When Norwegian machine builders Askim Mek Verksted needed to update the fieldbus architecture of its Battpacker glass wool packaging machine, EtherNet I/P proved the clear favourite.
Given its northerly latitude, glass wool insulation products occupy a special place within Norway’s building and construction industry. So it perhaps comes as no surprise to learn that Norway is home to Glava AS – one of Europe’s biggest producers of glass wool insulation products. But along with the buoyant local market, Glava’s insulation products are playing a central role in Europe’s strategy to curb CO2 emissions and global warming, ensuring a rising demand for glass wool products.
Coping with increased demand effectively means ensuring more efficient production methods. Askim Mek Verksted AS, a subsidiary of Glava AS, is one of only a handful of manufacturers supplying cold-end glass wool production machinery and manufactures specialist machines designed to package difficult-to-handle glass wool insulation products. AMV’s unique Battpacker system completely automates the entire cold-end process of glass wool production, transforming raw material into palletised, ready-to-ship product. The packaging process is a complex one, involving numerous operations, all of which have to be carried out with a high degree of precision and repeatability. AMV has built up considerable expertise in this specialist area, which has seen its Battpacker system gradually evolve as technologies have improved. But for its latest version, announced earlier this year, AMV took the more radical step of completely re-evaluating Battpacker’s control architecture.
Battpacker comprises eight separate stages, each one requiring numerous sensors and valves to manoeuvre the glass wool through each part of the process. Accuracy and repeatability are vital in ensuring efficient operation, minimum wastage and maximum product throughput. The machine also has to be flexible enough to cope with different types of products and different "recipes" with minimum disruption of production. Comprehensive system monitoring and diagnostics functions were also vital in ensuring maximum efficiency and uptime. To achieve these objectives, AMV’s engineers looked to replace Battpacker’s Profibus architecture with a start-of-the-art EtherNet I/P solution, supplied by local Rockwell Automation distributor, Triple-S Industry Automation AS
Working with Triple-S, the choice of EtherNet I/P opened up some exciting new possibilities for AMV’s engineers – chief among these being the growing number of manufacturers offering EtherNet I/P compatible products – leading to greater choice for OEMs and machine builders. In this case, AMV were able to employ the latest generation of Allen-Bradley ControlLogix PLCs from Rockwell Automation, which, in turn, manage Festo’s latest EtherNet I/P plug-in pneumatic valves.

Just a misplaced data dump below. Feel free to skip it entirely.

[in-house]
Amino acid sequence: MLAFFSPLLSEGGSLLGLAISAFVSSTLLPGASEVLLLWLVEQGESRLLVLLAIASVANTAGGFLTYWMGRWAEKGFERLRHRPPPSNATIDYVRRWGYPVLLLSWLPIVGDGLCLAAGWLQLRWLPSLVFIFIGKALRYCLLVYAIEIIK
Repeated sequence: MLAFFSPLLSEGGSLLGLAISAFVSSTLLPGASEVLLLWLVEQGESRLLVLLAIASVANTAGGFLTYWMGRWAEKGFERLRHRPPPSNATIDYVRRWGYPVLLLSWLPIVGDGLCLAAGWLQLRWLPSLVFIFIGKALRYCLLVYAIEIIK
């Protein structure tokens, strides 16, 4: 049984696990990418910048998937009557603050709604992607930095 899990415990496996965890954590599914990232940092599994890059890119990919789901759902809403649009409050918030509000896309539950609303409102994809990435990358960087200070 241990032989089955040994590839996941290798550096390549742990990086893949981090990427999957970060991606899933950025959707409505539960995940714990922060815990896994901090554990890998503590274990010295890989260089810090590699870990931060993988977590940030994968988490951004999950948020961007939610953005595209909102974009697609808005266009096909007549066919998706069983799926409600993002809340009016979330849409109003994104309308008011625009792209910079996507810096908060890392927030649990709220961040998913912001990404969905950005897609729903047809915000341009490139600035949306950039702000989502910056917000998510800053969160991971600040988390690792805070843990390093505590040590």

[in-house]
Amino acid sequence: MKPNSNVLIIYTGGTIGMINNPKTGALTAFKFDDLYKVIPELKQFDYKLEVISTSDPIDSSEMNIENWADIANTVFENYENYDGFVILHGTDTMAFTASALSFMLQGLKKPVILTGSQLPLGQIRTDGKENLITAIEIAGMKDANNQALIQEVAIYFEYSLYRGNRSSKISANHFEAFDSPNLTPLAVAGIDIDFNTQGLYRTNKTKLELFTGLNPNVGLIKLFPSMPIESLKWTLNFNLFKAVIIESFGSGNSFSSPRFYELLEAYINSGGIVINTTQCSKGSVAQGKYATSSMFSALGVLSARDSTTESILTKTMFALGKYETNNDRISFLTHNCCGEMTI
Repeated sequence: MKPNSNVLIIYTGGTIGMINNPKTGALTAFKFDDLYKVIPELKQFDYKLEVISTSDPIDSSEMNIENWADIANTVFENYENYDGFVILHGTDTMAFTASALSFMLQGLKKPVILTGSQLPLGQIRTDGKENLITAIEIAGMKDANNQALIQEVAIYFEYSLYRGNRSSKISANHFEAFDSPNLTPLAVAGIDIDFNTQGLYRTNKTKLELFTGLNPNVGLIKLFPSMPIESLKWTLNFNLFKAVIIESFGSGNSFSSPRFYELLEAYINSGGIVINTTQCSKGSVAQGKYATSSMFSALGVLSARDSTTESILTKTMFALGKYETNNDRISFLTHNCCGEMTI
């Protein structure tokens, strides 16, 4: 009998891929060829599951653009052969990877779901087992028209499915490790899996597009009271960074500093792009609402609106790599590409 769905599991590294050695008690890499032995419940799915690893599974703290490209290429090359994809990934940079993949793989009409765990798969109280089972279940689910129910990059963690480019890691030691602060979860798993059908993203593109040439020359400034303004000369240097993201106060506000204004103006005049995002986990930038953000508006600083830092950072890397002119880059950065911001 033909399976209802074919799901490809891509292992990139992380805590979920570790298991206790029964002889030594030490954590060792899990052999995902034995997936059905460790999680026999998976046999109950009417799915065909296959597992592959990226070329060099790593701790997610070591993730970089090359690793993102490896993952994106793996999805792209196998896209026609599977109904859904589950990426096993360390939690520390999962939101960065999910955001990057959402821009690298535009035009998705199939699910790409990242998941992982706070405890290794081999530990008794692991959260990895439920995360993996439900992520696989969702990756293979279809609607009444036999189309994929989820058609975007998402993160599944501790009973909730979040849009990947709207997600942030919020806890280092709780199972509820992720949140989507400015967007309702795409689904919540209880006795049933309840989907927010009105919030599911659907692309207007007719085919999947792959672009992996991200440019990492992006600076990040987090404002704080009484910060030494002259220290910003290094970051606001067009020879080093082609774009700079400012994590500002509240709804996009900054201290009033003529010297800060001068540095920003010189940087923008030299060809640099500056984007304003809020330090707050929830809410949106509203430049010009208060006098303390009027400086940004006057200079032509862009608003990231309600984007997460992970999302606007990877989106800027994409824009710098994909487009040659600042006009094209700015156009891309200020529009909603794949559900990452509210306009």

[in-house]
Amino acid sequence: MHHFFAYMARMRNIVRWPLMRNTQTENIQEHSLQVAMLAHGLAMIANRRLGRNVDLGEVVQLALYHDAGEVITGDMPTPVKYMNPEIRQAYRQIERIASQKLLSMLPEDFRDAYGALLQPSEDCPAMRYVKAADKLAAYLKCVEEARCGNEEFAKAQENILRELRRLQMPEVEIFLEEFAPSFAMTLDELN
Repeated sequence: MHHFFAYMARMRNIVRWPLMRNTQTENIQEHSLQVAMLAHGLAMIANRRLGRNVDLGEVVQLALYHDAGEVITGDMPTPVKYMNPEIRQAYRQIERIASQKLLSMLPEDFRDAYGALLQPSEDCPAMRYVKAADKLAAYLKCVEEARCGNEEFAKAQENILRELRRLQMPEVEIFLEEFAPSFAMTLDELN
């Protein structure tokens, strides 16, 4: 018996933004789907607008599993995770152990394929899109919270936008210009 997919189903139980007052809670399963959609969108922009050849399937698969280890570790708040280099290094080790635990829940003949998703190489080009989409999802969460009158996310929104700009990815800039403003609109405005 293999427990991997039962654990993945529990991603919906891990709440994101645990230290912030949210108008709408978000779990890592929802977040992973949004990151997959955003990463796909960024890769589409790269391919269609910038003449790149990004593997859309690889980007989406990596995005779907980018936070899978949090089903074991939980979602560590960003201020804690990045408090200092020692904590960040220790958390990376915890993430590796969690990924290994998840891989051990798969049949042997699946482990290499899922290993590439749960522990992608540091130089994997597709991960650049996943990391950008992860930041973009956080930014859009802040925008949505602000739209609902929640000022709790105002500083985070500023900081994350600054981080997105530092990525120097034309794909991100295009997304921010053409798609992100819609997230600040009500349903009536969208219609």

ControlLogix controllers are ideal for use in complex applications such as Battpacker, which require the fast processing of sequential, motion and process instructions. ControLogix’s multi-tasking operating system supports 32 prioritised tasks. Each task can have as many as 100 programs, each with its own local data and logic, allowing virtual machines to operate independently within the same controller. The ControlLogix controller provides a scalable solution capable of addressing a large amount of I/O points, making it ideally suited to managing complicated processes. Allen-Bradley PanelView Plus HMIs, also connected via EtherNet I/P, provide operators with comprehensive system monitoring from a number of strategic vantage points. Recipe changes can be handled directly from the PanelView Plus, minimising changeover time and lost production.
The plug-and-play connection of controllers, actuators and I/O devices from an increasingly wide number of manufacturers is just a small part of the benefit that EtherNet I/P delivers to machine builders like AMV. EtherNet I/P from Rockwell Automation adheres strictly to the Ethernet standard, allowing users to take advantage of low cost of Ethernet hardware and cabling. The adoption of the standard Ethernet protocol, rather than a modified version of it, delivers maximum flexibility for machine builders to choose the best components for their application. Because everything from controller to actuator shares a common, single connection the direct costs of wiring are greatly reduced. The dramatic reduction in wiring bulk delivers significant secondary benefits, such as minimising the need for cable management and greatly reducing wiring time.
Alongside the tangible cost benefits of a de-centralised control architecture, EtherNet I/P allows greatly enhanced functionality. Thanks to EtherNet I/P, virtually every aspect of Battpacker can be monitored for effective maintenance and rapid fault diagnosis, from the operation of the Festo pneumatic valves to the operating temperature of the motors. Allen-Bradley E1-Plus overload relays continually monitor motor temperature and will generate a pre-trip warning alarm in the event of an overload. Full alarm and fault condition information is provided via the PanelView Plus HMIs, allowing a rapid response, and all alarms are logged for later analysis. EtherNet I/P also allows comprehensive remote diagnostics and machine management over the Internet via a secure Virtual Private Network (VPN).
Thanks to EtherNet I/P, Triple-S and AMV were able to create a highly flexible, yet highly efficient de-centralised solution that met all the requirements for accuracy, efficiency and supportability.